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Infantile Hemangioma

Overview

Some infants develop a type of birthmark, either at birth or soon thereafter, called an infantile hemangioma. This is a growth formed by collections of extra blood vessels in the skin and is considered to be among the most common vascular birthmarks. About 4 to 5% of infants have an infantile hemangioma, and some babies are born with more than one. Their specific cause is unknown, but they tend to be more common in girls, in premature babies, and in twins and triplets.

What does an infantile hemangioma look like?

Hemangiomas usually appear as bright red bumps or patches or bluish lumps anywhere on the surface of the skin, says Yale Medicine pediatric dermatologist Richard J. Antaya, MD. These growths tend to grow quickly and go away very slowly.

Hemangiomas are noted about 30 percent of the time at birth as a little spot that's red. Otherwise they first appear in babies from the ages of 2 weeks to 2 months, growing fairly rapidly for the first month or so, then continuing to grow up until about 5 or 6 months of age. The time period when they are growing is called proliferation.

About 80 percent of hemangiomas stop growing by about 5 months, Dr. Antaya says. After hitting this plateau phase, they stay unchanged for several months, and then begin to slowly disappear over time (called involution). By the time children reach 10 years of age, hemangiomas are usually gone.

What are the risks for babies with hemangiomas of the skin?

Most of the time, hemangiomas are harmless. But in about some cases, the growths will ulcerate or form sores, which can be extremely painful for babies. Ulcerations can appear anywhere, but high-risk sites include the lips, the neck, the diaper area, the lower back, and folds such as the armpit.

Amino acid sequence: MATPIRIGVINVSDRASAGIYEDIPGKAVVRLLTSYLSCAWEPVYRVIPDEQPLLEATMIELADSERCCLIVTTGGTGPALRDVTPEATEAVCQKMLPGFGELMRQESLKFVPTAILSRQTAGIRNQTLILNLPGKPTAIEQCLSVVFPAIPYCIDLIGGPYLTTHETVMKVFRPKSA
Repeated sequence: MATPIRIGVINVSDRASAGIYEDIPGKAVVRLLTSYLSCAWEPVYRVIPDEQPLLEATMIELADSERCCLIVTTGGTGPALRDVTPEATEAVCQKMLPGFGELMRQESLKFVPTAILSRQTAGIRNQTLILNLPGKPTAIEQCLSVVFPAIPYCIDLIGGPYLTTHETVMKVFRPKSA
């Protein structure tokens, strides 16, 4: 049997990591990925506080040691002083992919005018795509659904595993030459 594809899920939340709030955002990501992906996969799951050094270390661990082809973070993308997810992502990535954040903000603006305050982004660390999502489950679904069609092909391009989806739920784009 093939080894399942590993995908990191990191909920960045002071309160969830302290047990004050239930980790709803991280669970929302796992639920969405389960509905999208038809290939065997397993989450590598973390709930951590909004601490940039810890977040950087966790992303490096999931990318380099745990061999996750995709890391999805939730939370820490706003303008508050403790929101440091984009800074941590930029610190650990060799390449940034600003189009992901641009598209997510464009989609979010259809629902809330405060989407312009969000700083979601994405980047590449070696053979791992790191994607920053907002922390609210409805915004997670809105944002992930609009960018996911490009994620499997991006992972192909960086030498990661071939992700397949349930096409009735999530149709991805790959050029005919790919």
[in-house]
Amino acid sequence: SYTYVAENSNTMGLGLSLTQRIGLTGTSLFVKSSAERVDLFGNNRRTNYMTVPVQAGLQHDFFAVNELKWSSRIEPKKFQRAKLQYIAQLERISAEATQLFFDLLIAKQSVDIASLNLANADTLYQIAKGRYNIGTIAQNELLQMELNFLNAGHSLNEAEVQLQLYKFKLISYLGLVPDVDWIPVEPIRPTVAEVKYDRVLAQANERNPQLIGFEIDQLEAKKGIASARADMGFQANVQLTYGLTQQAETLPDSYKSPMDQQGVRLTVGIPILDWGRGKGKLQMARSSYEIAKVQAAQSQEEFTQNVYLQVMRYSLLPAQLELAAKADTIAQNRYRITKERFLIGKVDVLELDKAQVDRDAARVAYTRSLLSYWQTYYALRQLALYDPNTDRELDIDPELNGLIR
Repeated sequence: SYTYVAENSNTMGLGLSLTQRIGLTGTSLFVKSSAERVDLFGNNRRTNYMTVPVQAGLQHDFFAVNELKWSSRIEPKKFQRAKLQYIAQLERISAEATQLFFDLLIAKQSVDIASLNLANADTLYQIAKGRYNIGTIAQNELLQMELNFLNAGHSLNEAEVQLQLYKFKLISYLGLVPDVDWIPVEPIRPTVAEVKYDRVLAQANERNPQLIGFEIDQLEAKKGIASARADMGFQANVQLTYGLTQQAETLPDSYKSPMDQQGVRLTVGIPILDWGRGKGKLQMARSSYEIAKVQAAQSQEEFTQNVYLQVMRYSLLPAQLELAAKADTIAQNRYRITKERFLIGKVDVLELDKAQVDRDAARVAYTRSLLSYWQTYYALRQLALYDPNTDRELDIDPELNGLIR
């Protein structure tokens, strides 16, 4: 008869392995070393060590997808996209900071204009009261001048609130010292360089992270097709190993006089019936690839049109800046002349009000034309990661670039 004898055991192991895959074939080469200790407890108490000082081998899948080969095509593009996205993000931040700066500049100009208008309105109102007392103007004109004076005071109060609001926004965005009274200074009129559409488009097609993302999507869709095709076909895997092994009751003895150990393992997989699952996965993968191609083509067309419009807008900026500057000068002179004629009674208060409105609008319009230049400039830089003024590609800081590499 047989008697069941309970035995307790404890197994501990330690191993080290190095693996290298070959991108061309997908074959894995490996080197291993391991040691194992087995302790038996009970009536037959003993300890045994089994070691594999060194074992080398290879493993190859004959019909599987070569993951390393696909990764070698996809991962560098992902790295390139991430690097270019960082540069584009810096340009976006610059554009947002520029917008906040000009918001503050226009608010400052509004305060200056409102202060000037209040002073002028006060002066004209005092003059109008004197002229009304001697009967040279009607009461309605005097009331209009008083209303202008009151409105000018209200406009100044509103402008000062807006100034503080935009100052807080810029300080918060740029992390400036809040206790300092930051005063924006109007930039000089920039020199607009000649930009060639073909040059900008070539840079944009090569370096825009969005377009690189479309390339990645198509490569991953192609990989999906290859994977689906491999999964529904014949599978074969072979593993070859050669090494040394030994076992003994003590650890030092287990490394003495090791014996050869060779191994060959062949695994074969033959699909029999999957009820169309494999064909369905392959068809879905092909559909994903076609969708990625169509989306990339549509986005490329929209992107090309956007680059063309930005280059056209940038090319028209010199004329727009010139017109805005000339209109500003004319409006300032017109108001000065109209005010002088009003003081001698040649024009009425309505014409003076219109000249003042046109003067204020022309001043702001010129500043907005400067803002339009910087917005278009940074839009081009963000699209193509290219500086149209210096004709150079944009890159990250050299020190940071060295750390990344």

Once a baby with an infantile hemangioma gets an ulcer, it’s sure to leave a scar. If it is on a cosmetically sensitive area, such as the face, a scar left behind after the hemangioma shrinks may leave a permanent mark. The high-risk areas for scarring are the lip, nose, ear, cheek, forehead, or eyelid.

Hemangiomas near the eye may compromise an infant’s vision either by closing the eyelid completely or by putting pressure on the eye and blurring vision. According to Dr. Antaya, if a baby has a hemangioma on or near the eye, parents should seek an evaluation by a pediatric ophthalmologist, who will perform a special examination to make sure that the baby’s visual acuity is not compromised.

And while it’s a good idea to bring any hemangioma to your doctor’s attention, large hemangiomas on the face, head and/or neck are especially concerning. Although rare, infants with large infantile hemangiomas in these locations can have multiple other birth defects. This condition is called PHACE syndrome. PHACE is an acronym that stands for:

  • Posterior fossa (refers to possible abnormal structures in the brain, especially the cerebellum)
  • Hemangioma
  • Arterial (refers to possible abnormal arteries in the brain, neck, eye or heart)
  • Cardiac (refers to possible heart abnormalities)
  • Eyes (refers to possible eye abnormalities)

In addition, if a baby has a large hemangioma on the lower back, it could be a sign of associated spinal cord abnormalities.

Even if the hemangioma looks like it’s not causing the baby any problems, babies who have involvement of any of these particular locations should be evaluated promptly by a doctor.

What causes infantile hemangioma?